Saturday 20 January 2018

World markets surge after Obama strikes ‘fiscal cliff’ deal

Peter Flanagan and Marc Jones

MARKETS across the globe surged this morning, as traders heaved a sigh of relief over the US debt talks.

European shares jumped to a 19-month high, while Asian markets hit their highest point since August. US stock futures also rose sharply ahead of markets opening there this afternoon.

The Stoxx Europe 600 Index (SXXP) climbed 1.7pc in early trading, while in London the FTSE 100 Index topped 6,000 for the first time since May 2011.

The US House of Representatives passed the budget legislation just after 11 pm in Washington yesterday, breaking a year-long impasse over how to head off more than $600bn in tax increases and spending cuts set to start taking effect yesterday.

“It’s good to get the US budget deal resolved and to get the details, as it’s been dragging on for a while,” said Andrea Williams, head of European equities at Royal London Asset Management. “Politics were a real ball last year; this year started well, it’s a strong start.”

The FTSE, the Paris based CAC 40 Index, and Frankfurt’s DAX all climbed by more than 2pc. In Dublin, the ISEQ Overall Index surged 1.6pc.

"This is great news for global growth and explains why shares and other growth-related assets are up strongly today," said Shane Oliver, strategist at AMP Capital.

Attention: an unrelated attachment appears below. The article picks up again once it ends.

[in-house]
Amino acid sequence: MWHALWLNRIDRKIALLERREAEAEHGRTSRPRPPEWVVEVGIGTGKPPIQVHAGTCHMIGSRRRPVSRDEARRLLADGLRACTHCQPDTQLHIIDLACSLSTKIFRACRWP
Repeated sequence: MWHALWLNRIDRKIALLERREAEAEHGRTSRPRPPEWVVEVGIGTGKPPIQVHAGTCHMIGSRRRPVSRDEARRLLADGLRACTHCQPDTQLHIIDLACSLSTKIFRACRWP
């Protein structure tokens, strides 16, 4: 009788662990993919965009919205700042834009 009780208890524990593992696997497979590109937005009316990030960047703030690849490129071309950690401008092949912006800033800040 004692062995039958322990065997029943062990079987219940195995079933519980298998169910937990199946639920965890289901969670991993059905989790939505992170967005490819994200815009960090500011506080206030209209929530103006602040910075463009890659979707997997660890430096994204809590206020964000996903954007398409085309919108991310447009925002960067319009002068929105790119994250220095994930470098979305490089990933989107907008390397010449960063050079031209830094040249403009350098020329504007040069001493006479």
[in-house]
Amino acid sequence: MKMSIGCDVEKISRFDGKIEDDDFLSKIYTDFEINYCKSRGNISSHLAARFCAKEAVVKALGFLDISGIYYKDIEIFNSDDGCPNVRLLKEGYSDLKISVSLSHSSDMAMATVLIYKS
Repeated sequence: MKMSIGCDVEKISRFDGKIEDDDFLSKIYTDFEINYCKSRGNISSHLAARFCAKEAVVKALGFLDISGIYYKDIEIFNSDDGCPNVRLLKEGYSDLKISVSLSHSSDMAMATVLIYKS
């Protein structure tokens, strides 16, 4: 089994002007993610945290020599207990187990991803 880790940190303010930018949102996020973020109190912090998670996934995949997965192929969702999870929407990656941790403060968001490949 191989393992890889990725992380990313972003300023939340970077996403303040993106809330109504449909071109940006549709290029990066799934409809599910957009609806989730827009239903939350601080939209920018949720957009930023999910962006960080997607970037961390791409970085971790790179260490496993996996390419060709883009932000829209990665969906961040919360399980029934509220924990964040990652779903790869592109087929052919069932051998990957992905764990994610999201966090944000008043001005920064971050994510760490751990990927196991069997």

Although the US deal is not as far-reaching as markets had wanted, last night’s approval by the House of Representatives of a plan already backed by the Senate allayed fears that Republican objections to the heavy emphasis on taxes rather than spending cuts could have scuppered an agreement.

Assets which are traditionally see as more risky rose across the board with crude oil futures up 1.1pc, gold gaining $7 an ounce and copper futures in London up 1.7pc.

In currency markets the euro rose to $1.3281 as the dollar fell 0.5pc against a basket of major currencies .

The Japanese yen also continued its slide, hitting its lowest level since July 2010, as investors bet that the Bank of Japan would have to take ever-more aggressive easing steps to support the economy and satisfy the new government.

The pattern was the same for bonds, where prices of higher-yielding Spanish and Italian government bonds rose and the German equivalent, usually favoured by risk-averse investors, fell. The Bund future was last 89 ticks down at 144.75.

"The compromise is supportive for risk sentiment as we've seen in a few markets already and it should weigh on Bunds which should correct in line with (US) Treasuries. Treasuries could even underperform," said Rainer Guntermann, a strategist at Commerzbank.

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